This site uses cookies. By continuing to use this site you agree to our use of cookies. To find out more, see our Privacy and Cookies policy.
Skip to the content

Share this

Free weekly newswire

Sign up to receive all our latest news direct to your inbox.

Physics on film

100 Second Science Your scientific questions answered simply by specialists in less than 100 seconds.

Watch now

Bright Recruits

At all stages of your career – whether you're an undergraduate, graduate, researcher or industry professional – can help find the job for you.

Find your perfect job

Physics connect

Are you looking for a supplier? Physics Connect lists thousands of scientific companies, businesses, non-profit organizations, institutions and experts worldwide.

Start your search today


Tiny antennas and transistors


By Hamish Johnston at the APS March Meeting in Dallas

It’s the second day of the March Meeting and I’ve just done three video interviews, which should start appearing on in April.

I also managed to make it to a few press conferences, including one on how to make extremely small transistors and antennas.

Above you can see Mark Reed of Yale University who was the first to create a transistor from a single molecule. Reed and colleagues place an organic molecule between two electrodes, which function as the source and drain in a field-effect transistor. The molecule is suspended above a third electrode, which acts as the gate.

You might think that Reed wants to make these tiny resistors to ensure that Moore’s law – the relentless miniaturization of computer chips – continues right down to the molecular level. However, he points out that the biggest threat to Moore’s law today is how to get rid of all the heat generated by a dense clump of tiny transistors. The molecular transistor doesn’t help much with that, and Reed is more interested in studying the fundamental physics of these quantum devices.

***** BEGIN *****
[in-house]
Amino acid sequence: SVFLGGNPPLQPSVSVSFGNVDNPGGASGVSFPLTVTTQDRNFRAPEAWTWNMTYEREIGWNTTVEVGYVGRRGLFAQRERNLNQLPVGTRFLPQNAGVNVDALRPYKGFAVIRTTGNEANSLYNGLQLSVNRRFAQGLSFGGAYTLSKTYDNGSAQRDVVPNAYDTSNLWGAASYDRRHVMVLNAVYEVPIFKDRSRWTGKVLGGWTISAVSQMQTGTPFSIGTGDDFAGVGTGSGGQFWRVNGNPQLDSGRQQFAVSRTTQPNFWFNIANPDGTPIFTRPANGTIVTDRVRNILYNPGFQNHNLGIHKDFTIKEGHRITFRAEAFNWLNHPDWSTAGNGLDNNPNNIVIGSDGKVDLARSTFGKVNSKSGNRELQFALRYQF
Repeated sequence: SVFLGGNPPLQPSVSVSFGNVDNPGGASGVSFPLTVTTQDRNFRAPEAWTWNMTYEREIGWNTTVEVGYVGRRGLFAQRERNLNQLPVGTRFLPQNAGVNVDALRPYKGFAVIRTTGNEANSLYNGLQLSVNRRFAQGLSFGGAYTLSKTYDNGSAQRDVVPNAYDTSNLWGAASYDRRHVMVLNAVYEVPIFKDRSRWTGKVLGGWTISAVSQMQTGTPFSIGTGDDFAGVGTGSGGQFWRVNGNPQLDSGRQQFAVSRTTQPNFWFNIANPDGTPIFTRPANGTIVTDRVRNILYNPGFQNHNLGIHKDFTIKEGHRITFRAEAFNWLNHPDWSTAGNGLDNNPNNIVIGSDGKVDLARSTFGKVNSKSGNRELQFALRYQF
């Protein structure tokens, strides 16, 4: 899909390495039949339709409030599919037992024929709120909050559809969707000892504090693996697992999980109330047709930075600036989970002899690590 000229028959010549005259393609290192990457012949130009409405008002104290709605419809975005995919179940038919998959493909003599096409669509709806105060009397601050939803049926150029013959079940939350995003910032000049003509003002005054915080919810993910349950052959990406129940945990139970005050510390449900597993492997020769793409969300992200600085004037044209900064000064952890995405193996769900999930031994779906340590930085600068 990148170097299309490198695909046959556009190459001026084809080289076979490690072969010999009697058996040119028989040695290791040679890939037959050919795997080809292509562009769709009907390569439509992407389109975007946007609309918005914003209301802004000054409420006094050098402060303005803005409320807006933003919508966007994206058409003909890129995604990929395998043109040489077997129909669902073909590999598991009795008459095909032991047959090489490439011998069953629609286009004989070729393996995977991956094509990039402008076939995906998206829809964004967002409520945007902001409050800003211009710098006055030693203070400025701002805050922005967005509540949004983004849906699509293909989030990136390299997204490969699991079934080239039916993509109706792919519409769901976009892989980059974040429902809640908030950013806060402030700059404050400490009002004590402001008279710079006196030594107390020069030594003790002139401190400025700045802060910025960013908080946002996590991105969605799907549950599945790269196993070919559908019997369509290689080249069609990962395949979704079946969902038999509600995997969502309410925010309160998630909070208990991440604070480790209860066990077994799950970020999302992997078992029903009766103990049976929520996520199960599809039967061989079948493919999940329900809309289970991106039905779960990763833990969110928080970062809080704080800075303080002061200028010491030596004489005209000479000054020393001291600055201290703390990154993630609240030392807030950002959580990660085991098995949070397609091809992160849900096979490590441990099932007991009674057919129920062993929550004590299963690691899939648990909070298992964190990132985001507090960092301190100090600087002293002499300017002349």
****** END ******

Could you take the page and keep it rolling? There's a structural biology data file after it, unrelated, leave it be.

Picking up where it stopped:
Also speaking at the press conference was Niek van Hulst of the Institute of Photonics Science in Barcelona. Van Hulst and colleagues have made tiny antennas that can broadcast and receive visible light.

Such antennas could be put very close to a molecule of interest for example, and capture all the light emitted by the molecule. Conversely it could also be used to direct intense light at just one molecule. Both of these abilities could prove very useful for molecular spectroscopy.

The team has also managed to put a tiny antenna on a scanning tunnelling microscope (STM) tip. Since the antenna is much smaller than the wavelength of the light it emits, such a set-up could be used to image molecules with resolutions much smaller than the wavelength of the light – beating the diffraction limit.

The most beautiful application though, was using an array of antennas coupled to quantum dots, which broadcast the flickering light of quantum noise within the dots.

This entry was posted in APS March Meeting 2011. Bookmark the permalink.
View all posts by this author  | View this author's profile

Comments are closed.


  • Comments should be relevant to the article and not be used to promote your own work, products or services.
  • Please keep your comments brief (we recommend a maximum of 250 words).
  • We reserve the right to remove excessively long, inappropriate or offensive entries.

Show/hide formatting guidelines

Tag Description Example Output
<a> Hyperlink <a href="">google</a> google
<abbr> Abbreviation <abbr title="World Health Organisation" >WHO</abbr> WHO
<acronym> Acronym <acronym title="as soon as possible">ASAP</acronym> ASAP
<b> Bold <b>Some text</b> Some text
<blockquote> Quoted from another source <blockquote cite="">IOP</blockquote>
<cite> Cite <cite>Diagram 1</cite> Diagram 1
<del> Deleted text From this line<del datetime="2012-12-17"> this text was deleted</del> From this line this text was deleted
<em> Emphasized text In this line<em> this text was emphasised</em> In this line this text was emphasised
<i> Italic <i>Some text</i> Some text
<q> Quotation WWF goal is to build a future <q cite="">
where people live in harmony with nature and animals</q>
WWF goal is to build a future
where people live in harmony with nature and animals
<strike> Strike text <strike>Some text</strike> Some text
<strong> Stronger emphasis of text <strong>Some text</strong> Some text